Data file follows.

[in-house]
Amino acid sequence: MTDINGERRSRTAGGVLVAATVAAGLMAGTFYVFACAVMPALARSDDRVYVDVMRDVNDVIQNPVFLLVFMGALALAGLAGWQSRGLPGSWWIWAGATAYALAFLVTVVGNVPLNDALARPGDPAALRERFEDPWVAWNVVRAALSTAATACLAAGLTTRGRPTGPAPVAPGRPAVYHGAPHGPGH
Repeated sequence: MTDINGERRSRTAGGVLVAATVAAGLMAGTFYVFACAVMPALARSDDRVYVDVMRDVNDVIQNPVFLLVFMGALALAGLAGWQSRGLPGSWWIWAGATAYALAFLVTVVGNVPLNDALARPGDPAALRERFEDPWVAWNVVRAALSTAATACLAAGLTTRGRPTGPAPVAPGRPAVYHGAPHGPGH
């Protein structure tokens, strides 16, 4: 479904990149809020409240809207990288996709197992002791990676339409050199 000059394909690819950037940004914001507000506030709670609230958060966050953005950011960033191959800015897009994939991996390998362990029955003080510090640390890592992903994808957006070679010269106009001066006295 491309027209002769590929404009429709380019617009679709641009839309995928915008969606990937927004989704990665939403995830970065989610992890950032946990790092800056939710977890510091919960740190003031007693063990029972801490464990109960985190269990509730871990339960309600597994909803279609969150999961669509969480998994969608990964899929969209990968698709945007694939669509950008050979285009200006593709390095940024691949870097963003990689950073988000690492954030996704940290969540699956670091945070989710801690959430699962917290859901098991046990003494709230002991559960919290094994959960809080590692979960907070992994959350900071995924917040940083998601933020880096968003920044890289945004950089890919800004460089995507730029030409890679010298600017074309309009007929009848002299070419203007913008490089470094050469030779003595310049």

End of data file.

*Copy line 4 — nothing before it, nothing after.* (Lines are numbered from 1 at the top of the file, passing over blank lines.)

């Protein structure tokens, strides 16, 4: 479904990149809020409240809207990288996709197992002791990676339409050199 000059394909690819950037940004914001507000506030709670609230958060966050953005950011960033191959800015897009994939991996390998362990029955003080510090640390890592992903994808957006070679010269106009001066006295 491309027209002769590929404009429709380019617009679709641009839309995928915008969606990937927004989704990665939403995830970065989610992890950032946990790092800056939710977890510091919960740190003031007693063990029972801490464990109960985190269990509730871990339960309600597994909803279609969150999961669509969480998994969608990964899929969209990968698709945007694939669509950008050979285009200006593709390095940024691949870097963003990689950073988000690492954030996704940290969540699956670091945070989710801690959430699962917290859901098991046990003494709230002991559960919290094994959960809080590692979960907070992994959350900071995924917040940083998601933020880096968003920044890289945004950089890919800004460089995507730029030409890679010298600017074309309009007929009848002299070419203007913008490089470094050469030779003595310049």